By Cameron Britt, columnist at Fantasy Baseball Maniaxs
Two of the hottest commodities in minor league baseball are phenom starters Aroldis Chapman and Stephen Strasburg of the Cincinnati Reds and Washington Nationals.
But what makes them so valuable (besides the wealthy paychecks they'll be receiving from their employers for the next five-to-six years)?
Well, each possess 100+ mph stuff, plus change-ups (with a differential from their fastball of 15-20 mph), and advanced sliders/curveballs for their age (Strasburg is 21, Chapman is 22).
Additionally, both the right-handed Strasburg and left-handed Chapman have great poise on the mound, which is handy since "stuff" alone won't get you to the bigs, as seen by their great numbers in Spring Training--during which, both of these guys were arguably the top performers on their clubs.
Over his five starts, Strasburg went nine innings, allowed two home runs (accounting for the two ER he surrendered), gave up eight hits, and struck out (get this) twelve batters to only one walk.
Chapman, in only one start out of his five total appearances, pitched 10.2 innings with eight hits allowed (one of which was a homer) and (once again, get this) 15 strikeouts to seven BBs.
Not bad for guys who have only faced college-level (Strasburg at
But how does that translate further down the line?
Well, that's hard to say.
After all, despite those impressive numbers against big league material this spring, these two only have 9.2 innings of AAA pitching under their belt (Strasburg 5, Chapman 4.2).
Granted, Chapman hit 101 mph on the gun thrice with the Louisville Bats and Strasburg reached triple-digits once with the Harrisburg Senators (with the former racking up nine Ks to the latter's eight)...but as I said, "stuff" is not everything.
You have to consider their restraints, mental make-up and the needs of their respective clubs.
For this, consider the case of young Braves phenom Tommy Hanson.
Before the season, it was hype, hype, hype (as it has been for Chapman and Strasburg).
Then, the Braves waited until June (after Big Red, as Atlantans affectionately call him, 66 innings of 1.49 ERA, 90 strikeout ball at AAA) to call up their right-hander, who went on to post 127.2 innings of 2.89 ERA, 116 K baseball.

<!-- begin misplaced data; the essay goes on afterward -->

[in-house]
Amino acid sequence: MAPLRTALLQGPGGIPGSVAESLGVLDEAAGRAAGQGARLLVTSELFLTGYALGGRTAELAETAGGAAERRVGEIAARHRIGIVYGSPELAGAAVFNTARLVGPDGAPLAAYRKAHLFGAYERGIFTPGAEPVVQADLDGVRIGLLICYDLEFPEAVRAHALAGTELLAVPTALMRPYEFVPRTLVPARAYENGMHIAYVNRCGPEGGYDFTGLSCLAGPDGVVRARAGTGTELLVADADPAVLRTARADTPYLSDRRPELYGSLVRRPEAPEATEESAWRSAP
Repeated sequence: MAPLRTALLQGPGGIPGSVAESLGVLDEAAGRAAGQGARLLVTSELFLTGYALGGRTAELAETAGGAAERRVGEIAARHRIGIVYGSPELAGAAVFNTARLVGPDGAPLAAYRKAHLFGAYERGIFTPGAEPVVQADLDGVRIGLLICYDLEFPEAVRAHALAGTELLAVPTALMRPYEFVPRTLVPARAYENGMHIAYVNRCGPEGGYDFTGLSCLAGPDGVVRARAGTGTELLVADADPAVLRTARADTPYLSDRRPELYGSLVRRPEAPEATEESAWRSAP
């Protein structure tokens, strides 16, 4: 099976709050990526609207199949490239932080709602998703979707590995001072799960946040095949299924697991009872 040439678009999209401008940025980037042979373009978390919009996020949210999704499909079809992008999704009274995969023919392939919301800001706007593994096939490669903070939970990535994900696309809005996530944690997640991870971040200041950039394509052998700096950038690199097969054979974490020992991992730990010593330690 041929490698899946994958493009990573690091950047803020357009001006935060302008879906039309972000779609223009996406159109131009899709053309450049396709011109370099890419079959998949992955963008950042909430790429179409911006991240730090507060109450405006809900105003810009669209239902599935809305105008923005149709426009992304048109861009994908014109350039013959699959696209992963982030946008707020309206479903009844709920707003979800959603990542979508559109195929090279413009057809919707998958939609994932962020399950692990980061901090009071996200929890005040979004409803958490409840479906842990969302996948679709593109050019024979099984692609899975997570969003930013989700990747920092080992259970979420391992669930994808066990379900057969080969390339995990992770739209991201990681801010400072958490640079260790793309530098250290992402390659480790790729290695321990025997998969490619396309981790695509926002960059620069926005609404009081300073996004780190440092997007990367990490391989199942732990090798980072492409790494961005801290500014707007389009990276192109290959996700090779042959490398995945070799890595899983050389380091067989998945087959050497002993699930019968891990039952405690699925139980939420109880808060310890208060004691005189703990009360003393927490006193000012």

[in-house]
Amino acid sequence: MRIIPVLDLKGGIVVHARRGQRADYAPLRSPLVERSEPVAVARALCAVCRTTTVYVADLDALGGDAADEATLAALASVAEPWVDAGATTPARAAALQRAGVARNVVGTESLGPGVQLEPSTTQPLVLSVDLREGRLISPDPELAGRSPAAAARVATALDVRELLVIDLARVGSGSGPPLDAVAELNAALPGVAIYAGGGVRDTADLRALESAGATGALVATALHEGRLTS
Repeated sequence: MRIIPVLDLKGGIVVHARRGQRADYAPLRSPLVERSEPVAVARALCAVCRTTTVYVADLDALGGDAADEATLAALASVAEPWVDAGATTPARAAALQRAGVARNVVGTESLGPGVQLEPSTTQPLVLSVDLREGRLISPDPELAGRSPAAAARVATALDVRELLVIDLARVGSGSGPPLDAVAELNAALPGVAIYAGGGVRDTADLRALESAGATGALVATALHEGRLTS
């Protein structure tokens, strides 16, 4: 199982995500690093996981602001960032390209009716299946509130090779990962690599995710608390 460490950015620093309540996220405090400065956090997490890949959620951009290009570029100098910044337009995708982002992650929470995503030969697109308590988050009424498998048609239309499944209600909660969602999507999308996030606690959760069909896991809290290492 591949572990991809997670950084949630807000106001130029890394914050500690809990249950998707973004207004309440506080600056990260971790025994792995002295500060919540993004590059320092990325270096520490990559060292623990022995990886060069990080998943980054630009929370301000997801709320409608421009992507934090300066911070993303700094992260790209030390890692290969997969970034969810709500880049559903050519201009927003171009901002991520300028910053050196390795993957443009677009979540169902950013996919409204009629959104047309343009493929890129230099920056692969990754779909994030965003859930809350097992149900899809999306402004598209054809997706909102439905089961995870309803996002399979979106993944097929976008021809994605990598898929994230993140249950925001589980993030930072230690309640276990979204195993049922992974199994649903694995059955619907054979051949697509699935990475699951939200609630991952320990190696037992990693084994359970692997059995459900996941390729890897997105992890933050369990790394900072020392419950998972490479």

Think about those numbers, amazing for any pitcher, to temper your expectations a bit for the two we've been discussing.
That was 189.2 innings for the 2009 season for Hanson--at age 22.
The big wigs in
He was the best pitcher in Nat's camp, yes, but they don't seem to be in a great hurry to introduce their first-overall pick to their fans (all seven of them!)...and what's going to make them?
I suspect he'll be on the big league roster come June, but, at that point, the innings ceiling the Nats have already set will be dwindling down, leaving Fantasy owners, maybe, 60-70 innings available for production.
Even if he does post Hanson-like numbers right now, you have to ask yourself a couple of questions...
Am I willing to sacrifice a roster spot for a 21-year old with limited innings (provided the Nationals keep their word)?
Am I willing to be patient from start to start and take the lumps with my rookie starter?
If you answered yes to both of these, then you might want to pick up Strasburg before one of your other owners.
And the same goes for Chapman.
His "limit" on his innings has yet to be officially announced, so you may get a little more flexibility in the innings department provided that the Reds, who possess a better-rounded team and may be more inclined to call up their stud-in-the-making to compete in the NL Central.
But, once again, Hanson-like numbers are not to be expected.
Yes, he's a big dude (height-wise--he's 6'4"), and yes, he is a lefty with that sick arsenal, but he's still incredibly young and wasn't necessarily spotless in international competition.
Last season with
It's a high-risk, high-reward type deal here...and with both of them, really, for this season.
Down the line (I'm talking 2011, 2012 and beyond), these guys have the makeup to be the next Tim Lincecums and CC Sabathias.
But if you're looking at this year, get your salt shaker out and get some grains--because that's what you have to take either of these guys with.
If you're short on pitching and are looking for a high-ceiling pick-up for your stretch run in the later part of your fantasy season, be wary of the innings and temper your expectations.
There's a good chance of hitting some rocks along the way, but there is also a more than solid chance of landing a low-cost pot of gold with either Strasburg or Chapman--especially in keeper leagues.